Donald Rumsfeld is a terrier of a defense secretary: sharp, strong, always barkingand rarely willing to back down. He has won plaudits from many for forcing a heavy and hidebound U.S. military into a leaner, meaner fighting machine. He achieved pop-icon status on the Pentagon podium while orchestrating the military's quick win in Afghanistan and its rockier progress in Iraq. But many in uniform questioned his prewar second-guessing of deployment orders, saying they led to costly delays. Rumsfeld also miscalculated the duration of hostilities in Iraq, the number of troops required and the casualty count.
Yet Rumsfeld's determination is embraced by President George W. Bush. The Defense chief is the lone senior member of Bush's original Cabinet serving in the second term. Rumsfeld's pragmatism serves to moderate the impact of the Administration's neoconservatives. And, besides, Rumsfeld's tenure effectively amounts to a continuing presidential endorsement of the war plan. These days, Rumsfeld, 72, is focused on the Pentagon top brass. He pays far closer attention to the advancement of senior officers than did his predecessors. Some wonder whether his micromanaging of promotions is creating a Pentagon in which there's no real debate and senior officers become an echo chamber for his views. At a hearing last fall, Senator John McCain complained to Rumsfeld that McCain didn't need to get an answer from Joint Chiefs Chairman Richard Myers because "I know it will be exactly the same as yours."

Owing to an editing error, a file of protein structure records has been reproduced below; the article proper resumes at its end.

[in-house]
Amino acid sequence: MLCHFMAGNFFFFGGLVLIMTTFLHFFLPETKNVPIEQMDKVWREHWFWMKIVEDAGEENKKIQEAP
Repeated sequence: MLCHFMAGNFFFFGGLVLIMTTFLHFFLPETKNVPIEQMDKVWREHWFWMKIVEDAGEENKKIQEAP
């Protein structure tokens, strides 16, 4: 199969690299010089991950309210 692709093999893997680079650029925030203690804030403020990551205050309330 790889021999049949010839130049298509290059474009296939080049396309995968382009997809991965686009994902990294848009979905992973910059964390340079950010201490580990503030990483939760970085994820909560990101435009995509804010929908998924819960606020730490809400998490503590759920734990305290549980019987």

Rumsfeld's impact on the Pentagon will probably last well beyond his stay in his E-ring office. He is overseeing the top-to-bottom, congressionally mandated Quadrennial Defense Review now taking place. More important, he has grasped the military by its lapels, shaken it firmly and demanded changes that are both unpleasant and needed.